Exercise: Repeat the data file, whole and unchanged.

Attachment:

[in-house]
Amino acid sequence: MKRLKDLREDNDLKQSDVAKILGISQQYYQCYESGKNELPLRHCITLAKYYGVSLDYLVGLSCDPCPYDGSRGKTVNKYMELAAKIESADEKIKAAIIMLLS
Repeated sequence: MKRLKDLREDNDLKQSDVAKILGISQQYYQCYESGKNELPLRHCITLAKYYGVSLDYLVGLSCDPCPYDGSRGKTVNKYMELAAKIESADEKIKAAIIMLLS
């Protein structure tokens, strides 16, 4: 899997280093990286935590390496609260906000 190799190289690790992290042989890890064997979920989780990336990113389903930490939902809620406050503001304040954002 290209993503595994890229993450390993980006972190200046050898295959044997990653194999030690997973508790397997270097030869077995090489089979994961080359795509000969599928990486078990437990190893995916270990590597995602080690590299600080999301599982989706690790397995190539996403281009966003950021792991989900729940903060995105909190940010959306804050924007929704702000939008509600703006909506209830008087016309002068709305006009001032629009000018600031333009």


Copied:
[in-house]
Amino acid sequence: MKRLKDLREDNDLKQSDVAKILGISQQYYQCYESGKNELPLRHCITLAKYYGVSLDYLVGLSCDPCPYDGSRGKTVNKYMELAAKIESADEKIKAAIIMLLS
Repeated sequence: MKRLKDLREDNDLKQSDVAKILGISQQYYQCYESGKNELPLRHCITLAKYYGVSLDYLVGLSCDPCPYDGSRGKTVNKYMELAAKIESADEKIKAAIIMLLS
């Protein structure tokens, strides 16, 4: 899997280093990286935590390496609260906000 190799190289690790992290042989890890064997979920989780990336990113389903930490939902809620406050503001304040954002 290209993503595994890229993450390993980006972190200046050898295959044997990653194999030690997973508790397997270097030869077995090489089979994961080359795509000969599928990486078990437990190893995916270990590597995602080690590299600080999301599982989706690790397995190539996403281009966003950021792991989900729940903060995105909190940010959306804050924007929704702000939008509600703006909506209830008087016309002068709305006009001032629009000018600031333009």